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Original Research ARTICLE

Front. Immunol., 09 August 2019 | https://doi.org/10.3389/fimmu.2019.01892

Dual Function pH Responsive Bispecific Antibodies for Tumor Targeting and Antigen Depletion in Plasma

Jan P. Bogen1, Steffen C. Hinz1, Julius Grzeschik1, Aileen Ebenig1, Simon Krah2, Stefan Zielonka2 and Harald Kolmar1*
  • 1Department of Applied Biochemistry, Institute for Organic Chemistry and Biochemistry, Technische Universität Darmstadt, Darmstadt, Germany
  • 2Protein Engineering and Antibody Technologies, Merck KGaA, Darmstadt, Germany

Shedding of membrane-bound cell surface proteins, where the extracellular domain is released and found in the circulation is a common phenomenon. A prominent example is CEACAM5 (CEA, CD66e), where the shed domain plays a pivotal role in tumor progression and metastasis. For treatment of solid tumors, the presence of the tumor-specific antigen in the plasma can be problematic since tumor-specific antibodies might be intercepted by the soluble antigen before invading their desired tumor target area. To overcome this problem, we developed a generic procedure to generate bispecific antibodies, where one arm binds the antigen in a pH-dependent manner thereby enhancing antigen clearance upon endosomal uptake, while the other arm is able to target tumor cells pH-independently. This was achieved by incorporating pH-sensitive binding modalities in the common light chain IGKV3-15*01 of a CEACAM5 binding heavy chain only antibody. Screening of a histidine-doped light chain library using yeast surface display enabled the isolation of pH-dependent binders. When such a light chain was utilized as a common light chain in a bispecific antibody format, only the respective heavy/light chain combination, identified during selections, displayed pH-responsive binding. In addition, we found that the altered common light chain does not negatively impact the affinity of other heavy chain only binders toward their respective antigen. Our strategy may open new avenues for the generation of bispecifics, where one arm efficiently removes a shed antigen from the circulation while the other arm targets a tumor marker in a pH-independent manner.

Introduction

Colorectal cancer (CRC) is the third most diagnosed cancer with approximately 10% of all diagnosed cancers. A specific and sensitive marker for colorectal and gastric carcinomas is the carcinoembryonic antigen-related cell adhesion molecule 5 (CEACAM5, CEA, CD66e) which is a membrane protein found on the surface of columnar epithelial and goblet cells of the colon (1). Detached tumor cells can survive the integrin-mediated anoikis by direct interaction of cell-bound CEACAM5 with Death Receptor 5, increasing the risk of metastatic development (2). During tumor progression, CEACAM5 is shed off the tumor cell surface and can be detected in the serum, where it is a clinically reliable marker for CRC diagnosis (3). Studies imply that the soluble CEACAM5 is a driving factor for metastatic development in the liver by stimulating kupffer cells to secret proinflammatory cytokines such as IL-10, IL-6, and TNF-α into the hepatic sinusoid (46). This in turn leads to the upregulation of cell adhesions proteins, which facilitate the arrest of circulating tumor cells. Liver metastasis is the main reason for CRC-related deaths (7).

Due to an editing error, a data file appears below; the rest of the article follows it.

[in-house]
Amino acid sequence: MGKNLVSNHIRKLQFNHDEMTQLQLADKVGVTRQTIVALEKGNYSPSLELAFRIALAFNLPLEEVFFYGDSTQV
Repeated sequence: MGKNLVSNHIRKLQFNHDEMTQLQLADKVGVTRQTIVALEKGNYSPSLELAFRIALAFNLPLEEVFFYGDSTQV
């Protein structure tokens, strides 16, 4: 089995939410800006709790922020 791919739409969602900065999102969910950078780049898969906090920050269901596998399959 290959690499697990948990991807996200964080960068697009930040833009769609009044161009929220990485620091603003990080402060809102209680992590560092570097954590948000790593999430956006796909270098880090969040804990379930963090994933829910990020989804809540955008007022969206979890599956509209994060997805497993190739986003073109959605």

Besides its pro-metastatic function, CEACAM5 in the blood stream can trap anti-CEACAM5 antibodies and thereby impede the direct targeting of the tumor (3). To circumvent that problem, recent developments aimed at generating CEACAM5 targeting antibodies that exclusively recognize CEACAM5 in its membrane-bound form but not the shed protein (8). Another member of the CEA family of highly related cell surface glycoproteins is CEACAM6, which is also a tumor target since aberrant expression leads to the development of human malignancies (911). A hallmark of some tumors is the simultaneous overexpression of both proteins (9, 10).

Even though monoclonal antibodies are a very important drug class, they can be limited in their efficiency and selectivity. As a consequence, numerous next generation antibody formats have been developed including those, where two different epitopes can be addressed by one single molecule. Bispecific antibodies (bsAbs) harbor two antigen binding sites and can therefore bind a single target biparatopically or different targets simultaneously aimed at mediating superior efficacy compared to the combination of two individual monospecific IgGs (1214). In addition, bsAbs have been designed to bring different cell types in close proximity leading to the formation of immunological synapses, which is not possible with conventional IgGs (15).